Wylie, Texas

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Not to be confused with the unincorporated area of Wylie, Texas just outside Abilene, Texas.

Wylie is a city in Collin, Dallas, and Rockwall Counties in the U.S. state of Texas, and a suburb of Dallas. As of the 2000 census, the city population was 15,132, but recent rapid growth has 2004 estimates suggesting the population is already 25,850. Once solely located in Collin County, Wylie has extended into neighboring Dallas and Rockwall counties. Both Lake Lavon and Lake Ray Hubbard are within easy reach of the city. Since the 2000 census the population has grown 109.3%, making Wylie number 8 on the list of fastest growing cities in the nation[3]. Current population is now listed at 32,696.


History of Wylie

Wylie was organized in the early 1887 and originally called Nickelville, reportedly after the name of the first store.

In 1886 the Gulf, Colorado and Santa Fe Railway laid tracks a half mile north of the original townsite. Within a year the businesses of Nickelville had moved to take advantage of the railroad and had named their new location Wylie, in honor of W. D. Wylie, a right-of-way agent for the railroad.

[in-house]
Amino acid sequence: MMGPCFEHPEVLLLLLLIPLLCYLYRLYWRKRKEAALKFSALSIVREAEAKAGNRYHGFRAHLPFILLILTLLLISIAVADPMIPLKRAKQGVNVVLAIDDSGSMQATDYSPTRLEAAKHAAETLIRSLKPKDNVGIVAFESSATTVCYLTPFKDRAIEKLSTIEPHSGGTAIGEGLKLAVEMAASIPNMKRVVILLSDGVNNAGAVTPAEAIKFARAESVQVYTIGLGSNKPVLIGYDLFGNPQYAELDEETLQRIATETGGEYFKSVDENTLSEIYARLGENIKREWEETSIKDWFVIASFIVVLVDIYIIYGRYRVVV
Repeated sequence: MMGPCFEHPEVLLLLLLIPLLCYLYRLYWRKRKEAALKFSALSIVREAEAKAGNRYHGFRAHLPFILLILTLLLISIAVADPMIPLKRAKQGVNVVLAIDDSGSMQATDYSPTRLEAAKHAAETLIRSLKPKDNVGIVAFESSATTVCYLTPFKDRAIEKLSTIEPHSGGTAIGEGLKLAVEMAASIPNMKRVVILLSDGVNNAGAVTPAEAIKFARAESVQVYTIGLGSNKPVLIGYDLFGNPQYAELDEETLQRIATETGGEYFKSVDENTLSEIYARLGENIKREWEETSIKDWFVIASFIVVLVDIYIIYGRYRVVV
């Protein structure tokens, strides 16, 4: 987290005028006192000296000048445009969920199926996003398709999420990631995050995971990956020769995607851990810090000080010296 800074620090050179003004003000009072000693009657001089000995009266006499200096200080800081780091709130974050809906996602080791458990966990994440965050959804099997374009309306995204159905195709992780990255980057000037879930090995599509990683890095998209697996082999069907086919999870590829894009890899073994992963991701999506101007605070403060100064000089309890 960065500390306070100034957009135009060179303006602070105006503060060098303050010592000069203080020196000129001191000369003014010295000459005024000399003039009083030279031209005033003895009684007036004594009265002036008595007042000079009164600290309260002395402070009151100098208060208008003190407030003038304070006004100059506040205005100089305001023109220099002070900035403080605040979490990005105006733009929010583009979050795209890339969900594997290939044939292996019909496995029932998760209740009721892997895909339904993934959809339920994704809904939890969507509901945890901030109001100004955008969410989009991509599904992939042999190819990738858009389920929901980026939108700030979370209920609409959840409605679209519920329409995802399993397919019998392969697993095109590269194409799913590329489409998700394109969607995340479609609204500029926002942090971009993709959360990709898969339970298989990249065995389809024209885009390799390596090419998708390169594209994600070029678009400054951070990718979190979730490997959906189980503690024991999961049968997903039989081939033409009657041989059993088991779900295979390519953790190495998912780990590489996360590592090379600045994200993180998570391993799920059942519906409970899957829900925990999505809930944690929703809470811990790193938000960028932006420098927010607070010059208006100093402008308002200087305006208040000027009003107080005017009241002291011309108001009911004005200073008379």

By 1890, Wylie had a population of 239. The first one-room school house was built in 1890. In the next ten years the population had tripled, and other elements came into the town.

That same year Wylie had given itself its name, had established a post office branch and incorporated, choosing an alderman form of government. Two years later the St. Louis Southwestern Railway reached the town. The two railroads and the rich agricultural region of the Blackland Prairies contributed to the town's growth. Wylie had a population of 400 in 1890 and 773 in 1900. Before 1920 the community had over thirty-five businesses, including two banks, a school, and a weekly newspaper.

Unlike many rural Texas communities, Wylie grew during the Great Depression years, reaching 914 residents by 1940. In part this was a result of increased dairy farming to meet the demands of nearby Dallas. Following World War II the population continued to increase.

The onion was a cash crop in the 30's and 40's for the town of Wylie. “Wide Awake Wylie” became the city’s nickname in the late 40’s and 50’s for the late night get-togethers of citizens. Businesses had stayed open until midnight on some nights.

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